UPDATE: Jan. 19 10:30 p.m.:
Tattoo shops - which have been banned in Jefferson City since 1979 - will now will be allowed to open.The ordinance, which passed in a vote of 8-2, gives some optimism for new business in the city."I hope that spirits stay high about it and I hope that people keep a positive attitude about it as the artists are gonna take it seriously, said Quinten Rice, who supported the change. And we'll be a lucrative professional business in the community."After much debate, the council made some provisions.Some of the regulations are:
- Shops must have a permit.
- Can only be open from 9 a.m. to 8 p.m.
- There can be no illuminated lighting, like neon signs.
- Have to be inspected every six months.
- The store has to blend in with surrounding buildings.
- One percent of gross receipts, or at least $500, has to go towards the cost of inspection and licensing.
Council members Bob Shcrivner and Bryan Pope, both from the 3rd Ward, voted against it.Many times these things are done randomly without much forethought and individuals do regret this, said Pope. Ad the paradox is because it is called body art they, in my opinion, get a pass doing irreversible procedures on the human body."
The bill was sponsored by Councilwoman Carrie Carroll.Carroll said although she does not have any tattoos, she decided to bring up the issue again as times have changed and new business would be good for Jefferson City TMs economy.
UPDATE: 10:15 p.m.
The Jefferson City Council has approved for tattoo establichments to set up shop in the city. The vote was eight to two.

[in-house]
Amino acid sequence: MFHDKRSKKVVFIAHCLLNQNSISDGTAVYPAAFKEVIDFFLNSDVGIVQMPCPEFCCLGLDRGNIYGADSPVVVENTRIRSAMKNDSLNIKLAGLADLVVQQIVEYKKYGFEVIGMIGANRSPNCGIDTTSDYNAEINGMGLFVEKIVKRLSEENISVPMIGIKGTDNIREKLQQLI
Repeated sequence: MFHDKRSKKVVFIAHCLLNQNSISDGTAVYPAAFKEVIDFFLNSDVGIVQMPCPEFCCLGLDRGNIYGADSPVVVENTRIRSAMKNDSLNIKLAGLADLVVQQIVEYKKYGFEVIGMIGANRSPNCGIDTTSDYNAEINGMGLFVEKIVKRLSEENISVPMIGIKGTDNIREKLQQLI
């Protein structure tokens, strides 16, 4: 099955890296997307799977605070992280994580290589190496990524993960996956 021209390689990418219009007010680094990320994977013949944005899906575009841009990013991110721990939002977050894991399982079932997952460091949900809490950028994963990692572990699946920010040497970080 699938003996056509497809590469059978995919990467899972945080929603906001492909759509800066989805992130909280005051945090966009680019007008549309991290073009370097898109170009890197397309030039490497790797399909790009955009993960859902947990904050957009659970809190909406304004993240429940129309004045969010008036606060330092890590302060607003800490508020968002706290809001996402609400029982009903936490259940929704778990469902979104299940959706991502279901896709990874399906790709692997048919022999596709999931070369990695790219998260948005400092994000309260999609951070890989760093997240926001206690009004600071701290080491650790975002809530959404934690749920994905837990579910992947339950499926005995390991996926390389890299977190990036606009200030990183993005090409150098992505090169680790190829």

Tuesday night the Jefferson City council is poised to vote on whether to allow tattoo parlors into the city.
They've been banned in the Capital City since 1979 and one city council member said it's been long enough. As the colorful debate continues, council members and the permanent ink artists themselves said the primary concern is public health.
A 20 year Capital City resident, Kelly Lewis, said he has more than 50 tattoos.
"When I got old enough in the military I got a tattoo that said 'In Memory of Dad," said Lewis.
He's traveled outside city limits to an establishment in Apache Flats to get his permanent art. Lewis said you can easily tell the good shops from the bad.
"They don't want a bad name," said Lewis. "They will explain every step of what you're going through."
A new tattoo is basically an open wound, and unsanitary conditions can lead to infection.
"The main thing is anything you can catch as a sexual disease you can catch off of tattoos," said tattoo artist of 33 years Jim Ruppel . "You definitely need somebody in there that knows they need to be regulated."
Ruppel owns Wild West Tattooz in Apache Flats. He said the city must be careful on who they let in.
"They need to do background checks on these guys-see if they've owned a shop before," said Ruppel. "Check with city hall, the police department to see if there's been any complaints on them."
Councilman Dr. Bryan Pope said he's concerned as well. He wants the city to regulate and inspect parlors above and beyond what state regulations allow.
"As a health care provider my main concern is public safety, public health and essentially through this ordinance we're going to be asking city staff to monitor," said Pope.
Dr. Pope said intense monitoring of tattoo parlors will cost the city money to hire and train inspectors. He said most residents in his ward are happy with the way things currently are.
"Ninety-nine percent of the people talking to me are saying 'why do we need to do this?' the small percent is saying 'uhhh it's no big deal'," said Dr. Pope.
Lewis said he'll be getting more tattoos whether the shops are allowed in Jefferson City or not.
"I'd be proud to say that I got a tattoo in Jefferson City, where I live," said Lewis.
Other council members said other issues on the ordinance is to make sure the lighting and image outside the shops fits in with other Jefferson City businesses. They also are looking at regulating the hours.